Heart Surgery

If you’ve been told you or a loved one needs heart surgery, you might be wondering exactly what that means. For most of us, our first thoughts are of open heart surgery — and a long recovery time. But for many people, minimally invasive heart surgery presents a welcome alternative.

Before you and your doctor choose the best course of action for you, learn about your options.

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What Is Open Heart Surgery?

Technically, “open heart surgery” refers to any cardiac procedure in which the chest is opened surgically. The heart itself may or may not be “opened” during this form of surgery.

This approach may be used to correct problems in the:

  • Arteries.
  • Heart muscle.
  • Valves.
  • Other related structures.

In traditional open heart surgery, the heart actually is stopped and the patient is connected to a heart-lung bypass machine. The machine does the work of the heart and lungs while the surgeon performs the procedure.

This type of operation requires a 6- to 8-inch incision in the chest and may involve temporary placement of a pacemaker to help regulate your heartbeat. You’ll likely remain in the hospital for four to eight days after the operation. It may take at least five to eight weeks for you to recover.

Although every case is different, this type of surgery is best for people who:

  • Have a complex aortic issue requiring a complicated cardiac operation.
  • Have had heart surgery in the past.
  • Need multiple coronary artery bypass procedures.

What Is Minimally Invasive Heart Surgery?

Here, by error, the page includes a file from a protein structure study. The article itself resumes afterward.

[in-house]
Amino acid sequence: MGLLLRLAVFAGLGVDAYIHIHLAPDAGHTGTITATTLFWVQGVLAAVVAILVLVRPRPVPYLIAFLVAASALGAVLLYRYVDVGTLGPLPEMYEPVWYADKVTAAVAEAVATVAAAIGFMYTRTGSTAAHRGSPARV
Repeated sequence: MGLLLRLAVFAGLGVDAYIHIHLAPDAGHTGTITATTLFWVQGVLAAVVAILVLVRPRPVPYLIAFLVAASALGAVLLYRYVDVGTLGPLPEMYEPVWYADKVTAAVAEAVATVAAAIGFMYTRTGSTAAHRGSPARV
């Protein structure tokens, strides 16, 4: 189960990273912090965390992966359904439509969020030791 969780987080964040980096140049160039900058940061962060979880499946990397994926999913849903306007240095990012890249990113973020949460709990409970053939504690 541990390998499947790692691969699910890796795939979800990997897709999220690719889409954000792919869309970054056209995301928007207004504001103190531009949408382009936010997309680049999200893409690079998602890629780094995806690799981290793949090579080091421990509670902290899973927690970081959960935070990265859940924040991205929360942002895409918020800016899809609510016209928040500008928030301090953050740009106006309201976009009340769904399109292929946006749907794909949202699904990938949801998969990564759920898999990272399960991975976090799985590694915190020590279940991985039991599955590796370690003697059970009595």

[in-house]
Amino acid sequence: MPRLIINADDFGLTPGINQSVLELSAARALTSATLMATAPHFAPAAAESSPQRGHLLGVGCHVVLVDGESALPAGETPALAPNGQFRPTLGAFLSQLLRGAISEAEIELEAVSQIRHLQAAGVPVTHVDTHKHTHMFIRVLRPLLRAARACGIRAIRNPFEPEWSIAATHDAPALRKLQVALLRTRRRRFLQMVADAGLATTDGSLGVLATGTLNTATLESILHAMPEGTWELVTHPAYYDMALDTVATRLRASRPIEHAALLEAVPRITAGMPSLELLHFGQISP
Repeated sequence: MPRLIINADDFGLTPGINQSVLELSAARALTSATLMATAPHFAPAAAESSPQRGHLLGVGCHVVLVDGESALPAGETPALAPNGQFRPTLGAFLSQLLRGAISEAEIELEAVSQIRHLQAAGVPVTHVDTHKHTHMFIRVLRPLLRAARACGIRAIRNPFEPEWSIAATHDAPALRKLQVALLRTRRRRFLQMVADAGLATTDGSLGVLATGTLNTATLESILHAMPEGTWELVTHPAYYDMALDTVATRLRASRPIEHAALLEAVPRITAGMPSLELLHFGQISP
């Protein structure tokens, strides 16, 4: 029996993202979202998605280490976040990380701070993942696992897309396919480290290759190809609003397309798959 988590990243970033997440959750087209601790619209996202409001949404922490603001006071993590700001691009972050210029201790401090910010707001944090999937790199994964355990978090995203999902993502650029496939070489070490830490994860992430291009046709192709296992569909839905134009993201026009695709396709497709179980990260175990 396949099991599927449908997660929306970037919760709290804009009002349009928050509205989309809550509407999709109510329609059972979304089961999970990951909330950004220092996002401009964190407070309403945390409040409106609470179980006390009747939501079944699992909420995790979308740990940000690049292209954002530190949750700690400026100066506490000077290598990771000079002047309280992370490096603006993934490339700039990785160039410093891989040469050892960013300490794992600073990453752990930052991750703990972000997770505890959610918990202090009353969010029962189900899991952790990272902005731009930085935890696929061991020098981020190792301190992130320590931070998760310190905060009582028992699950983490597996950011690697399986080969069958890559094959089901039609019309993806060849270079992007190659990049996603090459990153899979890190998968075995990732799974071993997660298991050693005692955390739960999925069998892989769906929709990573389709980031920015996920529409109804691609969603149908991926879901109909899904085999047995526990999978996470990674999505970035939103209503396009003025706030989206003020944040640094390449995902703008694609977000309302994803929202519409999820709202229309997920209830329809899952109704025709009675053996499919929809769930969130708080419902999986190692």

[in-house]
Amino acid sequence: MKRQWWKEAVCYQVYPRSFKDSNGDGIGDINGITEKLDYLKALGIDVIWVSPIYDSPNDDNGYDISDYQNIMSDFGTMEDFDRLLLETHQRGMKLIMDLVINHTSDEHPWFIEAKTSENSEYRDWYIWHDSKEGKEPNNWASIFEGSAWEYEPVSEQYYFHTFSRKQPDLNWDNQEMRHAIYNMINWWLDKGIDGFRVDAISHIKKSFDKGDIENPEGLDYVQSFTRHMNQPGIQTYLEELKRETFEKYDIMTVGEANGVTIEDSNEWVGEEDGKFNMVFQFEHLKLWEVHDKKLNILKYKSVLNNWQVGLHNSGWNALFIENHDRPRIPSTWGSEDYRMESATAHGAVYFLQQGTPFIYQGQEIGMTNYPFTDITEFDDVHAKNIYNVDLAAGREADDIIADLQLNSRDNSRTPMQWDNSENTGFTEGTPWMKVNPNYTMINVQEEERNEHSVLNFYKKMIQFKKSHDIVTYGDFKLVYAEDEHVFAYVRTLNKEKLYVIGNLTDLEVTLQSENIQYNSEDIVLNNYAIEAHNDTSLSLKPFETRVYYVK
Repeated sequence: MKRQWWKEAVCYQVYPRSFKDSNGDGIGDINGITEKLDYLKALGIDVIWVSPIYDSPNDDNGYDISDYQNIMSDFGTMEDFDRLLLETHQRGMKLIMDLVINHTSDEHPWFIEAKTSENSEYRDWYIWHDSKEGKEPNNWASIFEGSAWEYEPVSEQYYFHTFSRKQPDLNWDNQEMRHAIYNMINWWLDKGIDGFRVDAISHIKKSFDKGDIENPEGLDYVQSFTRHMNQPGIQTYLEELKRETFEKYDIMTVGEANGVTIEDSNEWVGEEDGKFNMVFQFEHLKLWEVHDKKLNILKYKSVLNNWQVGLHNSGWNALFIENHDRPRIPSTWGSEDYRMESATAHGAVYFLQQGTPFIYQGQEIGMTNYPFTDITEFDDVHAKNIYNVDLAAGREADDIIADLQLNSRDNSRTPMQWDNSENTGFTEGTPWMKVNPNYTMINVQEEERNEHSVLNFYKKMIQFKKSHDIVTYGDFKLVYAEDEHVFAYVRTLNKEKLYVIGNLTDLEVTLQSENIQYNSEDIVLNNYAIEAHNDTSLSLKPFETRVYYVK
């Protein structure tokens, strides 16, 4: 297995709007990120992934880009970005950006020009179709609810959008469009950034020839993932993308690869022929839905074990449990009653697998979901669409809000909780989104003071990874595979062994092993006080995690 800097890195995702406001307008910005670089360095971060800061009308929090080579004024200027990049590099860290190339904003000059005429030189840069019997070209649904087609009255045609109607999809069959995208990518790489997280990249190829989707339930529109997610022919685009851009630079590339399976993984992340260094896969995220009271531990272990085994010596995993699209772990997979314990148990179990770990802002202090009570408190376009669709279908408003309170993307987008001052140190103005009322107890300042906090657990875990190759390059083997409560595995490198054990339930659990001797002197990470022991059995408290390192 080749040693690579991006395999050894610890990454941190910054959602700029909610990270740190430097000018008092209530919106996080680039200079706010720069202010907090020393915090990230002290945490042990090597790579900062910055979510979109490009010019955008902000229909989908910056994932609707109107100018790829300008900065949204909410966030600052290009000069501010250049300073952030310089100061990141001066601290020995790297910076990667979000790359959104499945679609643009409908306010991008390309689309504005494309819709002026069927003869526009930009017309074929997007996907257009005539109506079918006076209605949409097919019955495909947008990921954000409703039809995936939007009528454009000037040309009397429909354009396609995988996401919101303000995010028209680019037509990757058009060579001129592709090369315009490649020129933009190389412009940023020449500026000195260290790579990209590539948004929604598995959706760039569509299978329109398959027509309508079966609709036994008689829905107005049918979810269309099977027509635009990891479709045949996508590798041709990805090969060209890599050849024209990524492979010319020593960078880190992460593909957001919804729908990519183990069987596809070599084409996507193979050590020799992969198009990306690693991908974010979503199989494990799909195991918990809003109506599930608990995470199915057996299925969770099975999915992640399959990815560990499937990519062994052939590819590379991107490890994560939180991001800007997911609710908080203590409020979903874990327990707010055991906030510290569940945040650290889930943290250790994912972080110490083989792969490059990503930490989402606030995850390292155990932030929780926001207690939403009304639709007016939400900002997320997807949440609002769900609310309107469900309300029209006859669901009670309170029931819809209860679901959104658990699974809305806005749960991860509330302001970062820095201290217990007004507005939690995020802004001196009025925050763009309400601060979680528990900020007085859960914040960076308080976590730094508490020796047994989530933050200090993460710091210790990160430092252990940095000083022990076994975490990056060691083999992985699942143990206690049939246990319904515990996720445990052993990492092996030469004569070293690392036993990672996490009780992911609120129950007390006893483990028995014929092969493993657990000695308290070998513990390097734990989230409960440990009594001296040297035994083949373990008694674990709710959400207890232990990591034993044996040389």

In minimally invasive (robotic-assisted) heart surgery, your surgeon will make one or more small incisions between your ribs. Then, surgical instruments — along with a tiny camera — are inserted through the incision(s).

The surgical tools are connected to robotic arms that the surgeon controls with a computerized device. This device enables the surgeon to manipulate the instruments and perform the procedure more precisely.

This minimally invasive procedure can be used for several different cardiac procedures, including:

  • Aneurysm repair
  • Coronary bypass
  • Valve surgery

Because it involves a smaller incision, it can have a number of benefits for patients. These include:

  • Less pain.
  • Less scarring.
  • Lower risk of infection and bleeding.
  • Shorter hospital stays after surgery.
  • Shorter recovery time.

People who undergo minimally invasive heart surgery usually return home two to five days after the procedure. In general, it takes between one and four weeks to recover from this form of surgery.

Your surgeon will factor in your age, medical history, general health, and specific heart concerns to decide which type of surgery is best for you.

To learn more about open heart and minimally invasive heart surgery treatment options, visit the UPMC Heart and Vascular Institute website.

Editor's Note: This article was originally published on , and was last reviewed on .

About Heart and Vascular Institute

The UPMC Heart and Vascular Institute has long been a leader in cardiovascular care, with a rich history in clinical research and innovation. As one of the first heart transplant centers in the country and as the developer of one of the first heart-assist devices, UPMC has contributed to advancing the field of cardiovascular medicine. We strive to provide the most advanced, cutting-edge care for our patients, treating both common and complex conditions. We also offer services that seek to improve the health of our communities, including heart screenings, free clinics, and heart health education. Find an expert near you.